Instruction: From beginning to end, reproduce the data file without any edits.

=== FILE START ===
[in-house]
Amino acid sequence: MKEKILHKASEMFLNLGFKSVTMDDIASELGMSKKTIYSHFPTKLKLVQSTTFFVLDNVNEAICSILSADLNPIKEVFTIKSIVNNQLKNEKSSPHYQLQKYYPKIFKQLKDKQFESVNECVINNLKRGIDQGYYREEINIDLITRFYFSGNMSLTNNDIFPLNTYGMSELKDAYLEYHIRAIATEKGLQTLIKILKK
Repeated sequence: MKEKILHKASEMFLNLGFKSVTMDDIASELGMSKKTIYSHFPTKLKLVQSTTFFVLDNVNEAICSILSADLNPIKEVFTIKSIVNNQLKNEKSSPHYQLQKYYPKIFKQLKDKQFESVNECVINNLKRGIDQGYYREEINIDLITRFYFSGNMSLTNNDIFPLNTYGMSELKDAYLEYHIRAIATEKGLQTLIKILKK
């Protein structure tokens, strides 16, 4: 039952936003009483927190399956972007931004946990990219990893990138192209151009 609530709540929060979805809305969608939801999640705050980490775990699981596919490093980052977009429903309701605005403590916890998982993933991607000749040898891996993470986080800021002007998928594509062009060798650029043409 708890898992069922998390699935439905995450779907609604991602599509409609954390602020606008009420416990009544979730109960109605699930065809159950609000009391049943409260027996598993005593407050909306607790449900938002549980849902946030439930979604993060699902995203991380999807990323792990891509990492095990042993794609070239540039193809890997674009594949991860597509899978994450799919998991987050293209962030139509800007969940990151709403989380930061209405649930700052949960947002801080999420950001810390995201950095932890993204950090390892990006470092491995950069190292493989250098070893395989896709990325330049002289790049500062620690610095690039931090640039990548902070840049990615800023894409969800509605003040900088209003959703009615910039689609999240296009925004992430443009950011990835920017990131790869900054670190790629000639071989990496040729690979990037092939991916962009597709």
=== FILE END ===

[in-house]
Amino acid sequence: MKEKILHKASEMFLNLGFKSVTMDDIASELGMSKKTIYSHFPTKLKLVQSTTFFVLDNVNEAICSILSADLNPIKEVFTIKSIVNNQLKNEKSSPHYQLQKYYPKIFKQLKDKQFESVNECVINNLKRGIDQGYYREEINIDLITRFYFSGNMSLTNNDIFPLNTYGMSELKDAYLEYHIRAIATEKGLQTLIKILKK
Repeated sequence: MKEKILHKASEMFLNLGFKSVTMDDIASELGMSKKTIYSHFPTKLKLVQSTTFFVLDNVNEAICSILSADLNPIKEVFTIKSIVNNQLKNEKSSPHYQLQKYYPKIFKQLKDKQFESVNECVINNLKRGIDQGYYREEINIDLITRFYFSGNMSLTNNDIFPLNTYGMSELKDAYLEYHIRAIATEKGLQTLIKILKK
């Protein structure tokens, strides 16, 4: 039952936003009483927190399956972007931004946990990219990893990138192209151009 609530709540929060979805809305969608939801999640705050980490775990699981596919490093980052977009429903309701605005403590916890998982993933991607000749040898891996993470986080800021002007998928594509062009060798650029043409 708890898992069922998390699935439905995450779907609604991602599509409609954390602020606008009420416990009544979730109960109605699930065809159950609000009391049943409260027996598993005593407050909306607790449900938002549980849902946030439930979604993060699902995203991380999807990323792990891509990492095990042993794609070239540039193809890997674009594949991860597509899978994450799919998991987050293209962030139509800007969940990151709403989380930061209405649930700052949960947002801080999420950001810390995201950095932890993204950090390892990006470092491995950069190292493989250098070893395989896709990325330049002289790049500062620690610095690039931090640039990548902070840049990615800023894409969800509605003040900088209003959703009615910039689609999240296009925004992430443009950011990835920017990131790869900054670190790629000639071989990496040729690979990037092939991916962009597709």